Using data on 77 North American migratory bird species from the eBird citizen-science program, scientists at the Cornell Lab of Ornithology say that, in as little as four decades, it may be very difficult to predict how climate change will affect migratory bird populations and the ecosystems they inhabit. Their conclusions are presented in a paper published in the journal Ecography.
“Climates have natural variation and we’re moving rapidly into territory where the magnitude of climate change will consistently exceed this variation,” says lead author and Cornell Lab researcher Frank La Sorte. “There will be no historic precedent for these new climates, and migratory bird populations will increasingly encounter ‘novel’ climatic conditions. The most likely outcome will be a period of ecological disruption as migratory birds and other species try to respond or adapt to these new conditions.”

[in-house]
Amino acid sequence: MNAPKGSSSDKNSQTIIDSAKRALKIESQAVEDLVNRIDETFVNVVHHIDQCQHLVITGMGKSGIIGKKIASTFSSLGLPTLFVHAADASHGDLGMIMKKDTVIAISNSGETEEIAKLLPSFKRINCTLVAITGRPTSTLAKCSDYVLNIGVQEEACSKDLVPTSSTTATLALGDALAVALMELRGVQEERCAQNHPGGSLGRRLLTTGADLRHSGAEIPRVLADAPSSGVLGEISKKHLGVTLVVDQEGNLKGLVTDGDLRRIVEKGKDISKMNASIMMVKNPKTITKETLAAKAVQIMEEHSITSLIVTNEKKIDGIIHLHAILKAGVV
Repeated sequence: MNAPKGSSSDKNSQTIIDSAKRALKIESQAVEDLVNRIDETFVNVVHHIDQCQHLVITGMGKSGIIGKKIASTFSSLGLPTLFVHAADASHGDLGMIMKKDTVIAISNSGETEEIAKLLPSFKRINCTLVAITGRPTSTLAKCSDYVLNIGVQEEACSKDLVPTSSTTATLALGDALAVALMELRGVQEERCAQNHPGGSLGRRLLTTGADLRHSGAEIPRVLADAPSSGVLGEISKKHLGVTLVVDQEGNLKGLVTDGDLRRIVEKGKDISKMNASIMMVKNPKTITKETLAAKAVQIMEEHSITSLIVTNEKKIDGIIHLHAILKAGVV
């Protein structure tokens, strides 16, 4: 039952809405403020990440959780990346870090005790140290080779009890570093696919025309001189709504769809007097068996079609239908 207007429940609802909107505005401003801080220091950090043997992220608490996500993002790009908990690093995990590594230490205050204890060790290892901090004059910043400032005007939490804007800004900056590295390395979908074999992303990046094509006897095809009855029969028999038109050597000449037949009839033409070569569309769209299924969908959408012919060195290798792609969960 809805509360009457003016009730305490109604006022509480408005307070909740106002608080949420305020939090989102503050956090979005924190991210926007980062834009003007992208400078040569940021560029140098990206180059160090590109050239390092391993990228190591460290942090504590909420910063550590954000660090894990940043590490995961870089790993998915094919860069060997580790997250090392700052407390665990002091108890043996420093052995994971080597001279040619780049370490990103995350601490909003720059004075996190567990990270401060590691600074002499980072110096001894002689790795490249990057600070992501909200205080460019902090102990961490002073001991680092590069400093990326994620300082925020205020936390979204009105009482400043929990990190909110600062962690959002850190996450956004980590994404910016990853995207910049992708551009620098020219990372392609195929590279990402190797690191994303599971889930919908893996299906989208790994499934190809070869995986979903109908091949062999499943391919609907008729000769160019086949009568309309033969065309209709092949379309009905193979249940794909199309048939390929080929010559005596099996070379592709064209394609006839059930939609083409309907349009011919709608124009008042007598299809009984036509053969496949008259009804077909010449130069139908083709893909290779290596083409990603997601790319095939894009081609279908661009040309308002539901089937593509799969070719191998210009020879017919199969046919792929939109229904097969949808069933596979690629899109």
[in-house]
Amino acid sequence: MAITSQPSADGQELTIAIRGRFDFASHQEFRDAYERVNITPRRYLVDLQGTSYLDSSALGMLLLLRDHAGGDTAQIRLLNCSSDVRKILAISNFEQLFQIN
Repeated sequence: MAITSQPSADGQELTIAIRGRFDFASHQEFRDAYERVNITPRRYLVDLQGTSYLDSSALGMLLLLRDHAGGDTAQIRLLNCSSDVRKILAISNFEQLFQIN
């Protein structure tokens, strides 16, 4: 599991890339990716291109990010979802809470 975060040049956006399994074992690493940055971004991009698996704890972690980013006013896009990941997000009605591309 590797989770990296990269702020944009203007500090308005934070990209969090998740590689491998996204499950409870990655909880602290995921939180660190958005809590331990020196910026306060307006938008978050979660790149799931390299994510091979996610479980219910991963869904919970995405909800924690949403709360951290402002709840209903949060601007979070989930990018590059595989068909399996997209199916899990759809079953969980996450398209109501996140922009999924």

Cornell Lab scientists generated new climate models incorporating multiple sources of data. This produced a timeline indicating when and where migratory bird populations are likely to be significantly affected by novel climates during each phase of their annual life cycles. It’s not that far off: